Question:How does insulin work, when is it needed, and how is it given?
Answer:Let's first talk about what insulin is. Insulin is a protein -- a protein that comes from an organ called the pancreas which is located in the mid-abdomen. Now, insulin has many different functions, although we usually think about insulin as controlling blood glucose levels.
Insulin is normally secreted in small amounts throughout the day in somebody without diabetes but then is secreted in much higher levels around the time of eating to control the blood glucose. In somebody with diabetes, not enough insulin is secreted from the pancreas, and in fact, in people with type 1 diabetes, no insulin is secreted, so all of the insulin has to be provided by an injection. And right now, insulin shots are the only way we can give insulin, and in fact it's been that way since the early 1920s.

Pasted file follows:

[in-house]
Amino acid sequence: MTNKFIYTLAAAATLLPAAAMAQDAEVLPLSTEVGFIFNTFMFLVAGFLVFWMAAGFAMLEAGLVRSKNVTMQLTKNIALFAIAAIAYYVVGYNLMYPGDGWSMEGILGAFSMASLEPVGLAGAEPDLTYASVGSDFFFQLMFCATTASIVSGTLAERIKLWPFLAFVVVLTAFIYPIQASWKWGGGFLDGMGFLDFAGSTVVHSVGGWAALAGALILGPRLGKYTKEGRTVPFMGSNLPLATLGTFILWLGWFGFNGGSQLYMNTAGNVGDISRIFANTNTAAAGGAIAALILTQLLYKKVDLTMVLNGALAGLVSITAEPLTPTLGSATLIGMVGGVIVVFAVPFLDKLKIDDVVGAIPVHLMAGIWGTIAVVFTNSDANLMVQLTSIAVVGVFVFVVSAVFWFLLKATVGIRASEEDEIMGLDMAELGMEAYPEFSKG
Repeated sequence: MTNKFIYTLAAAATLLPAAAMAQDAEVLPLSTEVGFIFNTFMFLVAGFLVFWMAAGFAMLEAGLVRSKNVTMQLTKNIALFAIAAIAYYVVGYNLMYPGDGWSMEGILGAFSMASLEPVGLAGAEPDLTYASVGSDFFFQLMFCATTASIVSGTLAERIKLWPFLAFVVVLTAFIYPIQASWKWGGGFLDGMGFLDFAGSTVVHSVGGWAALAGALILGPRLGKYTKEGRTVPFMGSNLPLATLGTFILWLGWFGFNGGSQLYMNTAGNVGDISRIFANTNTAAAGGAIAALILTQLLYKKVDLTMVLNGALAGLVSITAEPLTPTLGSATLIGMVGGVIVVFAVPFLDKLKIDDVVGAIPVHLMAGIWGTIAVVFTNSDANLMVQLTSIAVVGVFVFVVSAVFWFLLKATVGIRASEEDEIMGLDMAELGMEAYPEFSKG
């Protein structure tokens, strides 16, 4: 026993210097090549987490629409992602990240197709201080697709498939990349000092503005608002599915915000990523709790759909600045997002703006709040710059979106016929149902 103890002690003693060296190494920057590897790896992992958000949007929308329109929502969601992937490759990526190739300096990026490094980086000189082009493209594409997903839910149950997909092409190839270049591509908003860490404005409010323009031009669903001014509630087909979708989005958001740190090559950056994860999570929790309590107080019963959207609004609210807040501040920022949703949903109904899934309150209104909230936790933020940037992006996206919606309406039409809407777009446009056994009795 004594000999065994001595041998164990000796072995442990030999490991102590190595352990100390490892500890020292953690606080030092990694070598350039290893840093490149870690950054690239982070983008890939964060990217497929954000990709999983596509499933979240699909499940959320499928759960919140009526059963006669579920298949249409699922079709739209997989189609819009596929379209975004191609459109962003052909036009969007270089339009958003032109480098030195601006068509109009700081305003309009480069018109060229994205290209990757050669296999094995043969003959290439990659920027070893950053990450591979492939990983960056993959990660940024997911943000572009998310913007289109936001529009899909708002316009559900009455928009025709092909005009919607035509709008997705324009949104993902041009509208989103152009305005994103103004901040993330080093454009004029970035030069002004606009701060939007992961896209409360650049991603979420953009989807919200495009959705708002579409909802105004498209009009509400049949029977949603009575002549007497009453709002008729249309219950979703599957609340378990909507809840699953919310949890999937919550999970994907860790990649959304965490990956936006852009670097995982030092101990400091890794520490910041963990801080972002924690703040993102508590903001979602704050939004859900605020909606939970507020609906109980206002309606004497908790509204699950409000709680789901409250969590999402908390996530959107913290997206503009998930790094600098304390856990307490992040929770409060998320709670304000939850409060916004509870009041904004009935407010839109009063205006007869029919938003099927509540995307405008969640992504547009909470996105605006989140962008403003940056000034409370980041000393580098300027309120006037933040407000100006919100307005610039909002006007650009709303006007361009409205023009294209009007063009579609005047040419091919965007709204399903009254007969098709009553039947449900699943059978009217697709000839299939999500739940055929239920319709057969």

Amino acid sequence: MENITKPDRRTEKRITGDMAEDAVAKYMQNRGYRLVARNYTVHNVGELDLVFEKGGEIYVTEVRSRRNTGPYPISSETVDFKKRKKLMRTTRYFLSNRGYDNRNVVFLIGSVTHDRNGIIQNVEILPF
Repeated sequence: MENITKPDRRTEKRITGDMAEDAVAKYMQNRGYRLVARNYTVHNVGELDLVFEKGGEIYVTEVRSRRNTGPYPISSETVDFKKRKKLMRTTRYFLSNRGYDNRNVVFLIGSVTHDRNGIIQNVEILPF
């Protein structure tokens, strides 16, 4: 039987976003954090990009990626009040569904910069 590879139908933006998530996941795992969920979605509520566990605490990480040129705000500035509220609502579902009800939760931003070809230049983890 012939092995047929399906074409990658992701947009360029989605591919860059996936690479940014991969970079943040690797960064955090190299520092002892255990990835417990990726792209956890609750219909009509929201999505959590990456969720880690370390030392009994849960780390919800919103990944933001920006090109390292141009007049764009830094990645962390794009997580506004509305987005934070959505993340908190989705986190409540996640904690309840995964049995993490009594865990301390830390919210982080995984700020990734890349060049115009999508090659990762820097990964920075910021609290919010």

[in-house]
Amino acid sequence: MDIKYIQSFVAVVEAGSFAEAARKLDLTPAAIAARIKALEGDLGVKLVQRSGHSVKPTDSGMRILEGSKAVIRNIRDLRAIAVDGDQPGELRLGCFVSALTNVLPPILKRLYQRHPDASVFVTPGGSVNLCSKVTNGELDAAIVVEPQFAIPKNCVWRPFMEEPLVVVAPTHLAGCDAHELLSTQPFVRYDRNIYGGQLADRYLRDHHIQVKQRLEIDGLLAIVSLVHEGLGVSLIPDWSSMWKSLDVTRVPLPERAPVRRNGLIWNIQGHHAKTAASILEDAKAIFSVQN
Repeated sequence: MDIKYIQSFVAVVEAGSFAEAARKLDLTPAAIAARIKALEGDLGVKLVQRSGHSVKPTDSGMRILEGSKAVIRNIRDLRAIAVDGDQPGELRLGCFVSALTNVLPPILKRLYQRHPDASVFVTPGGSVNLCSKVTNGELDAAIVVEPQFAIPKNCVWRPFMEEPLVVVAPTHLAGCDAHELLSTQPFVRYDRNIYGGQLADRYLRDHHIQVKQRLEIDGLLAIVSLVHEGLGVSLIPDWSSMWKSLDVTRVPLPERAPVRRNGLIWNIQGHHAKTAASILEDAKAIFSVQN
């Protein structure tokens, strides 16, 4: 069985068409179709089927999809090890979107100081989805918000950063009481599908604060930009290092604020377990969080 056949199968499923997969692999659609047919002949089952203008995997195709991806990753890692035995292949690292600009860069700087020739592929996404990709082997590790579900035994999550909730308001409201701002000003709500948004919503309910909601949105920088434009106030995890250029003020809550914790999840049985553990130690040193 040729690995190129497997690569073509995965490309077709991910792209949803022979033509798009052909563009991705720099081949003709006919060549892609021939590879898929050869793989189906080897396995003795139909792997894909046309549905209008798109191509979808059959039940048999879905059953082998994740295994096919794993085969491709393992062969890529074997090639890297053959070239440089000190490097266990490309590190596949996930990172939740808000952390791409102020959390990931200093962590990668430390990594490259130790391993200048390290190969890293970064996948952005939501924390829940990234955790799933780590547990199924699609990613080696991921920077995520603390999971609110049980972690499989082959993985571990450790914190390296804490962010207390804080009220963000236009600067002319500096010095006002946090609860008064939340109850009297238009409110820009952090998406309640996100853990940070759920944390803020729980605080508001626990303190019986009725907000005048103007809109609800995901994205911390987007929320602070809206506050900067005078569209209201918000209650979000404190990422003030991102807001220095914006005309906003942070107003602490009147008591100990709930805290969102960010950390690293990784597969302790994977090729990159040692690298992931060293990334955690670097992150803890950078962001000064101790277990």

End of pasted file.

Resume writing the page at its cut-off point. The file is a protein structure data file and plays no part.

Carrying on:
Now there are really only two types of insulin, even though there are many different insulins available on the market. There is the background insulin, which mimics the pancreas' slow secretion of insulin throughout the day and overnight, and there is a mealtime insulin, or what we call prandial insulin, which patients can also inject. And so, even though insulin seems to be very complicated, in actuality it is quite simple as all we are trying to do with modern-day insulin therapy is mimic what a normal pancreas does.